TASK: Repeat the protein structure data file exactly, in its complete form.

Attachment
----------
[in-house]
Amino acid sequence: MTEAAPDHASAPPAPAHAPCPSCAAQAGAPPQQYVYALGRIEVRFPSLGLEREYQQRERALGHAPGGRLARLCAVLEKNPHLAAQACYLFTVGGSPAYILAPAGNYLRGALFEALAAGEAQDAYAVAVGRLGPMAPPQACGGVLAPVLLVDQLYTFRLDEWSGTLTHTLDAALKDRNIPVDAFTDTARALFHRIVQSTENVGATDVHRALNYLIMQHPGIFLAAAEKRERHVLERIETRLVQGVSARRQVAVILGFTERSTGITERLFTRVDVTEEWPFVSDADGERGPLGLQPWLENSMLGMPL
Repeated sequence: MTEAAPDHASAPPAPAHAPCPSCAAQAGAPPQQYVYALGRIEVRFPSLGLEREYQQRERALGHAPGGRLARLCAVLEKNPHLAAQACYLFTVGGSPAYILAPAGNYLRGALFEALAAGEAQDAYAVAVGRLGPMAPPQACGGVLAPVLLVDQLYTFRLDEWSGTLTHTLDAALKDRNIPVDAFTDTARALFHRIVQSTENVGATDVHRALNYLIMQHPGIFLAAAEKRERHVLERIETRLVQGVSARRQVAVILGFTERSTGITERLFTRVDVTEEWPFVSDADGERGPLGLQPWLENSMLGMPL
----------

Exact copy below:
[in-house]
Amino acid sequence: MTEAAPDHASAPPAPAHAPCPSCAAQAGAPPQQYVYALGRIEVRFPSLGLEREYQQRERALGHAPGGRLARLCAVLEKNPHLAAQACYLFTVGGSPAYILAPAGNYLRGALFEALAAGEAQDAYAVAVGRLGPMAPPQACGGVLAPVLLVDQLYTFRLDEWSGTLTHTLDAALKDRNIPVDAFTDTARALFHRIVQSTENVGATDVHRALNYLIMQHPGIFLAAAEKRERHVLERIETRLVQGVSARRQVAVILGFTERSTGITERLFTRVDVTEEWPFVSDADGERGPLGLQPWLENSMLGMPL
Repeated sequence: MTEAAPDHASAPPAPAHAPCPSCAAQAGAPPQQYVYALGRIEVRFPSLGLEREYQQRERALGHAPGGRLARLCAVLEKNPHLAAQACYLFTVGGSPAYILAPAGNYLRGALFEALAAGEAQDAYAVAVGRLGPMAPPQACGGVLAPVLLVDQLYTFRLDEWSGTLTHTLDAALKDRNIPVDAFTDTARALFHRIVQSTENVGATDVHRALNYLIMQHPGIFLAAAEKRERHVLERIETRLVQGVSARRQVAVILGFTERSTGITERLFTRVDVTEEWPFVSDADGERGPLGLQPWLENSMLGMPL